For the last few years, there has been a recurring news item in early January that sets my historical rage going. The repeated refusal of the Baseball Writers Association of America to elect Mark McGwire and others suspected of steroid use in the 1990s and early 2000s was bad enough. This year tipped me over the edge; the idea that neither Barry Bonds nor Roger Clemens deserve a place in the Hall of Fame is nothing short of preposterous. For better or worse, McGwire, Sosa, Clemens, and Bonds defined an era in which baseball regained its popularity after a self-destructive strike in 1994. For the hallowed halls of Cooperstown to pretend they never really existed is willfully sticking heads in the sand.
Of course, the sanitizing of history is not limited to the game of baseball. Every year, the NCAA comes down with ‘sanctions’ on college sports programs for a series of violations, whether academic, financial, or moral. Most typically, those programs are asked to ‘vacate’ their wins – doing nothing to actually award wins to the losers. And the sorry mess of the Lance Armstrong saga reflects a similar tale – those consulting the record books will simply be told that no-one won the Tour de France between 1999 and 2005, as if the race had never been run. At least the ‘vacation’ of title or a blank space in the annals encourages the casual observer to do some further reading on the circumstances. At root, though, it is a cop-out – if the record books don’t give us the nice morality tale that we’d like to see, we just press the delete button and hope that no-one comes to notice.
It strikes me that this desire to micromanage the public history of sports reflects the desire of many to micromanage the public memory of the founding era. Or, to put it another way, it is a version of the NAS call to ‘depoliticize history’ by ‘handing down the American story, as a whole, to future generations.’ A nice, simple morality tale, with heroes good and villains bad and nothing in between. (It’s best of all if the villains are British). A ‘don’t frighten the horses’ approach that simply rewrites the past to help us feel good about the glories of bygone societies.
This blog has already highlighted the ways in which popular history and academic history have taken divergent paths in recent years – well-read hagiographies of Founding Fathers on the one hand (often written by journalists or lawyers) and well-intentioned but little-known monographs and journal articles on the other. It seems to me that ‘Founders Chic’ and the sanitizing of sports history are part of exactly the same movement. A David McCullough or Jon Meachem biography serves largely the same purpose as cleansing the record books of undesirable characters – it provides us with the notion we live in a society in which good will triumph over evil.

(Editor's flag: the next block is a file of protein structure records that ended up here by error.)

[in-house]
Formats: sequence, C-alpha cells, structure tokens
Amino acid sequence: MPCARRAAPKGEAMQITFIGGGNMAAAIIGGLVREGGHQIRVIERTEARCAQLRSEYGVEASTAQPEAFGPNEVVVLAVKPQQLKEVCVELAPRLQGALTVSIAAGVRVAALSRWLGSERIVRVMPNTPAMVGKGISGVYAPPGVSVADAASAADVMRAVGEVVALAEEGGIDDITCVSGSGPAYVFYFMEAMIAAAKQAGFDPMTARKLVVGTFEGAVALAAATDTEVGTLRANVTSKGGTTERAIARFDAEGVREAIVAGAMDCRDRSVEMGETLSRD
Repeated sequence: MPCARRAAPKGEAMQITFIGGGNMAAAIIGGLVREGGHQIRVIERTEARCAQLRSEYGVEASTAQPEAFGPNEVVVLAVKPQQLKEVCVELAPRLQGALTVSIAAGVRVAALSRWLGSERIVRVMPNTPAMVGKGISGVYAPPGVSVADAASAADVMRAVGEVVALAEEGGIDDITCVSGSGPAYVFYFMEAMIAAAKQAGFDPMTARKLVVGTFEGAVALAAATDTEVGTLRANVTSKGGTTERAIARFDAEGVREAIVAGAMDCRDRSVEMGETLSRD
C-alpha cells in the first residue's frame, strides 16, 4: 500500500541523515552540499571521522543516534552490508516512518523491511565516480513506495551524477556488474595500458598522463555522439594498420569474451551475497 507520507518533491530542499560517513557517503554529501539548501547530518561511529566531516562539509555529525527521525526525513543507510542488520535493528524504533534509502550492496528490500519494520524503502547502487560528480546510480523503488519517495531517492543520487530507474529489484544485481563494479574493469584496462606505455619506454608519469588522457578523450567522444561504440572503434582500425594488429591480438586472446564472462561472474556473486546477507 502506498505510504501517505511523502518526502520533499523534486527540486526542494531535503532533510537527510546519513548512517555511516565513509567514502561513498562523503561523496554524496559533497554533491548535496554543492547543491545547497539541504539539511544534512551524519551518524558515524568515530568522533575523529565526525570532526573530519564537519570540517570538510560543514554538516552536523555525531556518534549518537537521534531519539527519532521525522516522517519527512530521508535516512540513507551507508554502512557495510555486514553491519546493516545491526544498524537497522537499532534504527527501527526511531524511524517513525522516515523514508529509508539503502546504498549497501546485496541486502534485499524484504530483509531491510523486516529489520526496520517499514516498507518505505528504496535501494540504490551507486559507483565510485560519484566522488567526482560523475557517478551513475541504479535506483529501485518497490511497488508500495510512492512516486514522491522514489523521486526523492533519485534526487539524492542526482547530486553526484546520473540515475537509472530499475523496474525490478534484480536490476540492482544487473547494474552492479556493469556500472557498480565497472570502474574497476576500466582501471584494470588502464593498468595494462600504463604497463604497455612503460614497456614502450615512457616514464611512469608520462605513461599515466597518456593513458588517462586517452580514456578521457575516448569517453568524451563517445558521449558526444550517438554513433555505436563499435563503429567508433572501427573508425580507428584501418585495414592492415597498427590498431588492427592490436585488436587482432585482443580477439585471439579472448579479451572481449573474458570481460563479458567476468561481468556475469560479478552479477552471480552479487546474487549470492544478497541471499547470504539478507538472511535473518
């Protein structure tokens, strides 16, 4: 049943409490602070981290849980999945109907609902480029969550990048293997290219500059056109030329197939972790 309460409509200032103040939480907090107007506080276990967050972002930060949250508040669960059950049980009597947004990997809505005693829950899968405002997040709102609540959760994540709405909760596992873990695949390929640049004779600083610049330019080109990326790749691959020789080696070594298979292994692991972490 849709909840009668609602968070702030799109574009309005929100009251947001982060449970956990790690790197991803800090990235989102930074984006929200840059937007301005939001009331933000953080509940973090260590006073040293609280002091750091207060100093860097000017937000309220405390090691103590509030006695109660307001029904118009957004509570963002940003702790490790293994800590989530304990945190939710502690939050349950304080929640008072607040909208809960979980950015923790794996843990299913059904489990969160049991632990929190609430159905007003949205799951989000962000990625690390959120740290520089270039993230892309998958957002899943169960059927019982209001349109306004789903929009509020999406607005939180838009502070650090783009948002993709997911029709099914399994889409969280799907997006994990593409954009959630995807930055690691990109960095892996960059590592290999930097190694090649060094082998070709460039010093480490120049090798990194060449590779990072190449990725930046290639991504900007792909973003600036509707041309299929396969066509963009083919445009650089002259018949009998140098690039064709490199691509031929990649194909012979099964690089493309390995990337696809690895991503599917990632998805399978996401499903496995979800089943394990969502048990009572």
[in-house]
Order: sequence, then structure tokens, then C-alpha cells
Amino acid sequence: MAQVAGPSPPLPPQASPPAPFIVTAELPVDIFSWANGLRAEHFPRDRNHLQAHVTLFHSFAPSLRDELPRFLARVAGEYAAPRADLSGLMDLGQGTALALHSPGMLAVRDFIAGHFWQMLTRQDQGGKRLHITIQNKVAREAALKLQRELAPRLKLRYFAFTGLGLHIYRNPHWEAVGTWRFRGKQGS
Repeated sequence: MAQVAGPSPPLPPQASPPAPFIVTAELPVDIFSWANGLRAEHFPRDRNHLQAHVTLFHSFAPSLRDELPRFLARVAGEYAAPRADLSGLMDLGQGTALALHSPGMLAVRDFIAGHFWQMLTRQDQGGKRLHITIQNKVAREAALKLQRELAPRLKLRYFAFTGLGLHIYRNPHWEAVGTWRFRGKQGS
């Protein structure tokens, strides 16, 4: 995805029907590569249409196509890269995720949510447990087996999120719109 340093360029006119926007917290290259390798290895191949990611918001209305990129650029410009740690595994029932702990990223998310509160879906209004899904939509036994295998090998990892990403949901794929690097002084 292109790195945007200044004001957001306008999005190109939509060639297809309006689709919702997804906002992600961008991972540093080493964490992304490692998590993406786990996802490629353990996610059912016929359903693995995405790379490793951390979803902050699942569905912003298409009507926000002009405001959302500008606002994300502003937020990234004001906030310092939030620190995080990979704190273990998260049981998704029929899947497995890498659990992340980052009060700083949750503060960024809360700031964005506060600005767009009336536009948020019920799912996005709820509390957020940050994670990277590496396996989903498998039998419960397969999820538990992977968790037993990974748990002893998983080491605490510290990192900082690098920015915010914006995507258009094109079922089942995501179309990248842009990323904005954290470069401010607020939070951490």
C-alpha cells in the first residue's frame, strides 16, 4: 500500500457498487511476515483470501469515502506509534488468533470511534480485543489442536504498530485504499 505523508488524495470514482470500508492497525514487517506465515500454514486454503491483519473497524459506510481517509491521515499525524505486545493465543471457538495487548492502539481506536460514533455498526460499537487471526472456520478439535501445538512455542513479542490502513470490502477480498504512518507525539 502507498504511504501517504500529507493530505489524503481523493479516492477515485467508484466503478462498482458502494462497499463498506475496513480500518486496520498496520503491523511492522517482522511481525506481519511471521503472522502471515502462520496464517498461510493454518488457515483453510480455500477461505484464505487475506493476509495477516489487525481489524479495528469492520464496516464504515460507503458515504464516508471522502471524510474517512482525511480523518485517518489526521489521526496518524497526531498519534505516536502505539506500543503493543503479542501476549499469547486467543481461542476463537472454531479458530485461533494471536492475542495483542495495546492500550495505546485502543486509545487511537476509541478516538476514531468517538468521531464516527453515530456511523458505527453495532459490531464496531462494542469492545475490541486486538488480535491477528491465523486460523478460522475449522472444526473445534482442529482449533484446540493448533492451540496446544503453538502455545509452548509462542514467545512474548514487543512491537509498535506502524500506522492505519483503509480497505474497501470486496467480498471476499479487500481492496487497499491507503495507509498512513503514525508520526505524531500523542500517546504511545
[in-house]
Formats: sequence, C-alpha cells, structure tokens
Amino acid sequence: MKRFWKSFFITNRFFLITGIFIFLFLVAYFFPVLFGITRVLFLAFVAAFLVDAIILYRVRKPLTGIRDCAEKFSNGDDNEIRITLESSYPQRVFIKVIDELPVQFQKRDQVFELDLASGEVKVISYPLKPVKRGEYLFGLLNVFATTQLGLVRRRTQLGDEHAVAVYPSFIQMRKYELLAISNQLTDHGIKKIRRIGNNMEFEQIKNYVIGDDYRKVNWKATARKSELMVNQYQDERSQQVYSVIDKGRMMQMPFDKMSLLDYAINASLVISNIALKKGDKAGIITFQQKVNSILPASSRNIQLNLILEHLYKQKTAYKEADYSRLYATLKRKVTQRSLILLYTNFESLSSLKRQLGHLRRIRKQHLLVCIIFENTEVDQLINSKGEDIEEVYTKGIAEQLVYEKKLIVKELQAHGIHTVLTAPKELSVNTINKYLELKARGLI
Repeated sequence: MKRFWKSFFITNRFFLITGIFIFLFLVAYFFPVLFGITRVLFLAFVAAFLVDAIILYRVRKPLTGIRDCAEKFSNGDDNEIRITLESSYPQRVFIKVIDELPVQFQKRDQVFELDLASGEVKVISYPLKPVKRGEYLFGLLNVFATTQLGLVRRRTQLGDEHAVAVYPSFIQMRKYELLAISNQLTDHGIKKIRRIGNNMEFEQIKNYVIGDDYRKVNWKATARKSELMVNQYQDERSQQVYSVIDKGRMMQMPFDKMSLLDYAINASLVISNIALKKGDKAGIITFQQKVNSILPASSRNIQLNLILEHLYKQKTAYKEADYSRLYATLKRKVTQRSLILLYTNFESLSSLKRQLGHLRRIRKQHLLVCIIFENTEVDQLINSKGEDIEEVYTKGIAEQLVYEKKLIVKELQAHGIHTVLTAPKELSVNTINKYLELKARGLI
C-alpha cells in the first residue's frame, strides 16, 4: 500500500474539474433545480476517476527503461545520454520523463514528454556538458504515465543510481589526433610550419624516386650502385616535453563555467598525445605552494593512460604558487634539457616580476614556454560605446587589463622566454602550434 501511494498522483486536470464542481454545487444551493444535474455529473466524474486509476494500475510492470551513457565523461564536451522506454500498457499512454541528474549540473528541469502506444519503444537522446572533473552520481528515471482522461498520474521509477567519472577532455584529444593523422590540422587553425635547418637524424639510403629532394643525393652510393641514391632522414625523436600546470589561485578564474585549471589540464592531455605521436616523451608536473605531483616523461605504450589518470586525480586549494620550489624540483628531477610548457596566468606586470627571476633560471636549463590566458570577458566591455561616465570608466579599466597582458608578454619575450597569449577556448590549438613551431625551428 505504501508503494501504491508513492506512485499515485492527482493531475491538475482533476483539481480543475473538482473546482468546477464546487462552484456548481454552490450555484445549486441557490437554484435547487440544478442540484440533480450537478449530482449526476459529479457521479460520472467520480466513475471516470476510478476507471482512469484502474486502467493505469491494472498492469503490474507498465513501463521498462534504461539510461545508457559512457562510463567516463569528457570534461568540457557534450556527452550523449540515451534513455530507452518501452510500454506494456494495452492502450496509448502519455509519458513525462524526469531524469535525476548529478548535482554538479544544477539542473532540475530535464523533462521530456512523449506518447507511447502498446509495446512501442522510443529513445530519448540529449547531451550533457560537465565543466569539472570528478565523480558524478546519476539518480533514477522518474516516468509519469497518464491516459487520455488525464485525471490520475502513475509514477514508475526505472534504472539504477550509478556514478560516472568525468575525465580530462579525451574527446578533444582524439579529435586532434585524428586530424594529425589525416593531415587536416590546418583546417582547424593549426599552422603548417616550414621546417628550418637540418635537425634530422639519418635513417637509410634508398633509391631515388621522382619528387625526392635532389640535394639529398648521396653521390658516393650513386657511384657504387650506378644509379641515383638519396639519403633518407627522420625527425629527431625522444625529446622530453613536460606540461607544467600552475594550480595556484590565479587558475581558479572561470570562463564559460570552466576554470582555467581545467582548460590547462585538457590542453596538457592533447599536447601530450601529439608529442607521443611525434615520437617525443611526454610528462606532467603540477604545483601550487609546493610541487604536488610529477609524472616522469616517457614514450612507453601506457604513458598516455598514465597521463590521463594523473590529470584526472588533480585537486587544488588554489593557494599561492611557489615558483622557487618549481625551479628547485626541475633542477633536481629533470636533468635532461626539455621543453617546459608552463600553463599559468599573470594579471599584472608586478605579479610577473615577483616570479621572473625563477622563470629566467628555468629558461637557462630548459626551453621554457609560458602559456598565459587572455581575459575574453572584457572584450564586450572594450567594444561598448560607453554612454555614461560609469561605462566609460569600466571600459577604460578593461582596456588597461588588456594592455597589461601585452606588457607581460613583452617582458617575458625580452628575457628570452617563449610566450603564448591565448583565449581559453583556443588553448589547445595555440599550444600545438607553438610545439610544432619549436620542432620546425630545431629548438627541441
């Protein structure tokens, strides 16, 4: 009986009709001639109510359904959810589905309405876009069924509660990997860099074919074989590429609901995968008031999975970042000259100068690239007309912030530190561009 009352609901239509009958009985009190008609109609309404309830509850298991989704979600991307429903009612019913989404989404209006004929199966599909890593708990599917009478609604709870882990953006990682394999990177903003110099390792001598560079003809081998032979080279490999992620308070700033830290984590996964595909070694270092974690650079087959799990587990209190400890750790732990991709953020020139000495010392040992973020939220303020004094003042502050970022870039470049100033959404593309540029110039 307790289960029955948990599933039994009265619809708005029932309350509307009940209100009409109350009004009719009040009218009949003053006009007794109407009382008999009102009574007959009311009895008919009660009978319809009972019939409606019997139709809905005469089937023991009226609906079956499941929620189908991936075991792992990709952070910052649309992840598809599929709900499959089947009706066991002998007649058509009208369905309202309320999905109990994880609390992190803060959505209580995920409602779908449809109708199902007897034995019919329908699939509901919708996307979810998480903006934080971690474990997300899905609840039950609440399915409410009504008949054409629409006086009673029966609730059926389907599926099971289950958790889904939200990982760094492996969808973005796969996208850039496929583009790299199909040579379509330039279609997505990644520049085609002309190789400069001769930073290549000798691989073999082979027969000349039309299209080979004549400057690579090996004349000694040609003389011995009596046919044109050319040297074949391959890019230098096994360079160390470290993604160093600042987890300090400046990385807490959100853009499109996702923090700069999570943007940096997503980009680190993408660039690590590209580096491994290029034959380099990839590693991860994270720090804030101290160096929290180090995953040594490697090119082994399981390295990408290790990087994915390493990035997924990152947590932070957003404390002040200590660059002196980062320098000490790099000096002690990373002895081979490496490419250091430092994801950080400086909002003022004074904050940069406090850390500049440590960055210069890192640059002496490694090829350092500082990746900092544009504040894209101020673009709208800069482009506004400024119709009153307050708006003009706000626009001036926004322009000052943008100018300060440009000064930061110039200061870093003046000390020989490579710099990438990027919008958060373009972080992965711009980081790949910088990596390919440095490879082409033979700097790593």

(This is not to say I don’t think there is a place for popular biographies. For those completely uninitiated with the period, they can be very helpful introductions. I just don’t think they should be the beginning and end of the consideration of the past.)
Of course, the Hall of Fame at Cooperstown does not simply limit itself to being the Hall of Fame – it styles itself the ‘National Baseball Hall of Fame and Museum’. A national baseball museum that fails to adequately confront the messy nature of the past, though, does its sport (and the pursuit of history) a grave disservice. All too often, recent American history museums fall into the same fallacy – take, for example, William Hogeland’s review of the National Constitution Center, or Katy Lasdow’s takedown of the Boston Tea Party museum. (I dare say, though, that Cooperstown manages to present its visitors with more than one historical artefact!) A serious approach to history should dictate that museums present a story with room for reflection and disagreement – not simply pandering to those desperate for the warm sepia tones of nostalgia.
Why should it surprise us that popular approaches to founding history tend toward the whitewashing of the past, when we find that the popular memory of much more recent phenomena also highlights simplistic tales of good or evil; defining people not as humans full of contradictions, but rather by which of their most glorious and most lamentable deeds stick strongest in the public memory. Barry Bonds can possess one of the smoothest swings in the history of baseball AND a drug-addled cheat. A college coach can care deeply about the welfare of his students while failing in moral responsibilities outside of the game of football. George Washington can be a visionary national leader and a protector of his political and material interests. To pretend otherwise ultimately infantilizes the public.
I prefer to hold history to a higher standard – one that helps inform us about the present by showing that the resolution of historical conflicts was necessarily messy, disputed, and uncertain. But if we are to hope to change the way founding history is viewed, we should probably look more closely at the culture around us.